Right of Entry
The following is an excerpt from AOLS Members Bulletin 2005-01 and represents Association Policy concerning the right to enter private property.
Section 6(1) of the Surveys Act does allow a licensed surveyor, or a person in the surveyor’s employ, while in the performance of a cadastral survey, to enter and pass over the land of any person at any time, or to enter into a building, at a time suitable to the occupant. However, the surveyor is responsible for any damage resulting from his or her actions. The Public Transportation and Highway Improvement Act (S. 6) also grants a right of entry to persons authorized by the Minister of Transportation to carry out work under Part 1 of that Act.
Section 1 of the surveys Act defines surveyor as:
“surveyor” means an Ontario land surveyor licensed under the Surveyors Act.
Note the use of “licensed” which means that section 6 of the Act must also be read as “licensed” and has always been interpreted to be “while making a cadastral survey.”
The AOLS recommends to its members that they attempt to contact the owner or occupant before entering
a property. This is not always possible or practical, and the surveyor may have to complete the work without advising the owner. Surveyors or their employees are expected to identify themselves or provide contact information for the surveyor if requested to do so.
Right of entry does not allow right of anonymity. Persons must identify themselves accurately when asked. The project manager or party chief should be equipped with business cards and doorhangers. If your vehicle is not identified with permanent cor-3. porate logo and coordinates, ensure that identification information is placed in the vehicle where visible. Right of entry does not necessarily allow right of entry for vehicles and parking of vehicles on property.
Representatives of Ontario Land Surveyors should consider themselves as proxies of the Ontario Land Surveyor and behave in a professional manner in speech, actions and personal appearance. The well-kept appearance of the vehicle in which the field crews arrive is also important to creating impressions of professionalism in the field. Answers to questions should be polite and respectful. Adherence to such protocol could be a term of employment. Right of entry does not preclude right of the person to privacy and safety of their property. When exiting a site, it should be left the way it was found in appearance. Temporary markers left on site should be explained to owners and permission asked to leave them until crews return to complete the work.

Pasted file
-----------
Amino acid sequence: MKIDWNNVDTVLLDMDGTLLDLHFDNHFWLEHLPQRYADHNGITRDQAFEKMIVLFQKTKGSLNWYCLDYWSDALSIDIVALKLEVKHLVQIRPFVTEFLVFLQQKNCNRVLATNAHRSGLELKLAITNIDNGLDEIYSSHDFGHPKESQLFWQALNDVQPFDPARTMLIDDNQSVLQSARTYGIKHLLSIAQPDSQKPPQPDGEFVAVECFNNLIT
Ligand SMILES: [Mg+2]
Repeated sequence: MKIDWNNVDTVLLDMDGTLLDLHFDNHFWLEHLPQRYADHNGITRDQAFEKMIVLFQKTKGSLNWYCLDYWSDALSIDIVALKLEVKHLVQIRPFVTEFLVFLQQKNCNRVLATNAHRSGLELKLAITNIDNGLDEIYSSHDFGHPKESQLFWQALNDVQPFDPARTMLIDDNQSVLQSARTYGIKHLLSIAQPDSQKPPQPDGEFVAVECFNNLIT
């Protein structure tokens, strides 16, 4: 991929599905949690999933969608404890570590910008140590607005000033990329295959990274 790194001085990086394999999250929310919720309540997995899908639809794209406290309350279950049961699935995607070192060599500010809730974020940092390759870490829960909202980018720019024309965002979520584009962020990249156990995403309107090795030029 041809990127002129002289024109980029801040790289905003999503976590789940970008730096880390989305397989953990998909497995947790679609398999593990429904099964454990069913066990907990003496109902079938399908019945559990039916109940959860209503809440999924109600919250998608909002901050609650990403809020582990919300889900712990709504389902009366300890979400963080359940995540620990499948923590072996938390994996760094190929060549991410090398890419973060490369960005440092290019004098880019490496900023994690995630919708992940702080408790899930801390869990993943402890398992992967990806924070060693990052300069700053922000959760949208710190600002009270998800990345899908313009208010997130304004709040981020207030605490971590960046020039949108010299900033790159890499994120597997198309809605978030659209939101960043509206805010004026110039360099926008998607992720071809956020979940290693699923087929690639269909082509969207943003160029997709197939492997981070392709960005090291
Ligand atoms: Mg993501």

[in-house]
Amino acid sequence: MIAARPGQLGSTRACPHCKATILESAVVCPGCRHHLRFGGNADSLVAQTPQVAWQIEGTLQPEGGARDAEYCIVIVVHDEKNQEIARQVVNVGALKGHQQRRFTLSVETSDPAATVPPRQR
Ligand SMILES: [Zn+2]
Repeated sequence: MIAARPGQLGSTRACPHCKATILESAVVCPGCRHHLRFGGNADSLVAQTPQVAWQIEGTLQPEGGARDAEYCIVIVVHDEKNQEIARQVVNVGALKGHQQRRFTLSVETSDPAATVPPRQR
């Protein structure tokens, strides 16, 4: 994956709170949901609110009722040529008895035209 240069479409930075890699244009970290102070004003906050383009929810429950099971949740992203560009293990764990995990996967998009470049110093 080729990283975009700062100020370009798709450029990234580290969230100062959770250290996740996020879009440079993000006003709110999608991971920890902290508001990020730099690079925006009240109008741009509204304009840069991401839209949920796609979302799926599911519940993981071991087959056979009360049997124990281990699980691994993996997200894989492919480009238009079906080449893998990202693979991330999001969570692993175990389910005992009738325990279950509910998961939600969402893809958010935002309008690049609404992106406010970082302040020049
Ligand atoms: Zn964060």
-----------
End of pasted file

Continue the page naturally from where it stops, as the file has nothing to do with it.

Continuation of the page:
Right of Entry—A Legislated Right to Think About
Right of entry complaints have increased over recent years. Past decisions of the AOLS Complaints Committee have most often involved requiring the surveyor to apologize to the complainant and demonstrate to the committee that he or she has an understanding of the obligations that go along with the privileges they have been granted by the Surveys Act. The public has become much more aware of the intrusion of strangers on their property, and they are much more likely to challenge such intrusions. Threats of reporting intrusions to political or other government authorities are common, and the danger of our members losing the privileges of Section 6(1) may be real. Stronger action by the AOLS such as mandatory photo-identification for Ontario Land Surveyors and survey crews, may be necessary if we are to avoid government intervention.
Powers of entry have come under close scrutiny since the enactment of the Canadian Charter of Rights and Freedoms, as well as the Ontario Law Reform Commission Report on Powers of Entry in 1983. Although Section 6(1) of the Surveys Act has not been modified or amended since these developments in 1983, a cautious practice in exercising the powers of entry in section 6(1) seems well advised to Ontario Land Surveyors wishing to exercise the power.
Although the explanation for a survey may be effectively communicated, a subsequent discovery by an owner that the surveyor used the access to obtain information about a boundary which is now being seen by the owner as serving his/her neighbour’s interest, could turn confrontational in the context of a subsequent boundary dispute. Obtaining consent from the owner, in writing, while making it clear that it is not a licence to create damage, could well serve to protect the Ontario Land Surveyor from any charge of trespass in these circumstances.
The bearing of photo identification cards by an Ontario Land Surveyor, as well as members of a field crew seems well advised. This appears to be emerging as the norm among government inspectors and auditors and therefore, the offering of identification, as well as some explanation of the authority being exercised ought to be readily available to occupants and landowners.
Special caution and courtesy with members of the public should be encouraged. The survey of a party wall dividing a duplexed property may require entry into various rooms within the house on both sides of the party wall. Good rapport with the public, good communication skills, and patience in discussing the nature of the work to be performed and the purpose of the survey, all are recommended practices.
As of September 2002, there were no decisions by the courts arising out of a surveyor’s exercise of Section 6(1) powers of entry in Ontario. Apart from cutting trees, pruning bushes, or damaging driveways, it would be hard to imagine what activity performed by an Ontario Land Surveyor could give rise to damage claims. Obtaining written consent may well serve to document the fact of consent having been requested and obtained by the Ontario Land Surveyor, but it would not exonerate the surveyor from liability for damage to the owner’s land and premises.
Association of Ontario Land Surveyors
1043 McNicoll Avenue, Toronto, Ontario M1W 3W6